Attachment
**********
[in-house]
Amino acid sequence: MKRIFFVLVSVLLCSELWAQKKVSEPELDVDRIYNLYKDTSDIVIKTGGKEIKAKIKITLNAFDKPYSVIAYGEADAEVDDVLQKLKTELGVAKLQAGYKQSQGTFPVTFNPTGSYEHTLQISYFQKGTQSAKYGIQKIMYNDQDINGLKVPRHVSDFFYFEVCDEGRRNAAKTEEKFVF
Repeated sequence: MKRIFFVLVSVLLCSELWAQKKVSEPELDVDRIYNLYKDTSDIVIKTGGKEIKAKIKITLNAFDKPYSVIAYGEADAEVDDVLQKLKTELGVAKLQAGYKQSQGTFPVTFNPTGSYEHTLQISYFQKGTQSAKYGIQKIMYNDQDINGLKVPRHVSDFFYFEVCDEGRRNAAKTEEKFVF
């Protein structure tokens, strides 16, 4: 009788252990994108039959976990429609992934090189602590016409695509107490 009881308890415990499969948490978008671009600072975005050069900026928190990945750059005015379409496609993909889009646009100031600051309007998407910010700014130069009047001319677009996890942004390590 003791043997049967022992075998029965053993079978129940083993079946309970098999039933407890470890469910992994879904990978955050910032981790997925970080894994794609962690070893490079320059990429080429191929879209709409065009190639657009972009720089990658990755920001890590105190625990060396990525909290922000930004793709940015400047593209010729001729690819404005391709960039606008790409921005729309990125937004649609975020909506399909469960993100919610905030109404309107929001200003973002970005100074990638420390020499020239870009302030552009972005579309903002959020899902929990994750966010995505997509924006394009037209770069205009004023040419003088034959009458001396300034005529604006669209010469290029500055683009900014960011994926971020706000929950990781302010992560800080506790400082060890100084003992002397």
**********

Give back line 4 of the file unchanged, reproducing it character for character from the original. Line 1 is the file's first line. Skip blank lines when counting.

């Protein structure tokens, strides 16, 4: 009788252990994108039959976990429609992934090189602590016409695509107490 009881308890415990499969948490978008671009600072975005050069900026928190990945750059005015379409496609993909889009646009100031600051309007998407910010700014130069009047001319677009996890942004390590 003791043997049967022992075998029965053993079978129940083993079946309970098999039933407890470890469910992994879904990978955050910032981790997925970080894994794609962690070893490079320059990429080429191929879209709409065009190639657009972009720089990658990755920001890590105190625990060396990525909290922000930004793709940015400047593209010729001729690819404005391709960039606008790409921005729309990125937004649609975020909506399909469960993100919610905030109404309107929001200003973002970005100074990638420390020499020239870009302030552009972005579309903002959020899902929990994750966010995505997509924006394009037209770069205009004023040419003088034959009458001396300034005529604006669209010469290029500055683009900014960011994926971020706000929950990781302010992560800080506790400082060890100084003992002397």